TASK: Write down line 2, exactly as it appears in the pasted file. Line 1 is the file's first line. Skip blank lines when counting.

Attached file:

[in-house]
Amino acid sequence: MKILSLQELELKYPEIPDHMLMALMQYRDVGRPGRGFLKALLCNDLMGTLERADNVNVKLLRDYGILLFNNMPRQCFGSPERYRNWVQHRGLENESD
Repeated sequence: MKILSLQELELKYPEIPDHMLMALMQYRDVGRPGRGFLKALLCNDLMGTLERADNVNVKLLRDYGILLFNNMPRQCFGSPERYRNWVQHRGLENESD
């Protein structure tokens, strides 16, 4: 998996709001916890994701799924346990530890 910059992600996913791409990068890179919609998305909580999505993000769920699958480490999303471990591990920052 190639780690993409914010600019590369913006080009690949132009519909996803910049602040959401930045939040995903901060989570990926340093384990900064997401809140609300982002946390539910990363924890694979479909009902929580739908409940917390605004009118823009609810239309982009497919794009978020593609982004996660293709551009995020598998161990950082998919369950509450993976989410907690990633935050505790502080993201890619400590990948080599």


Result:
Amino acid sequence: MKILSLQELELKYPEIPDHMLMALMQYRDVGRPGRGFLKALLCNDLMGTLERADNVNVKLLRDYGILLFNNMPRQCFGSPERYRNWVQHRGLENESD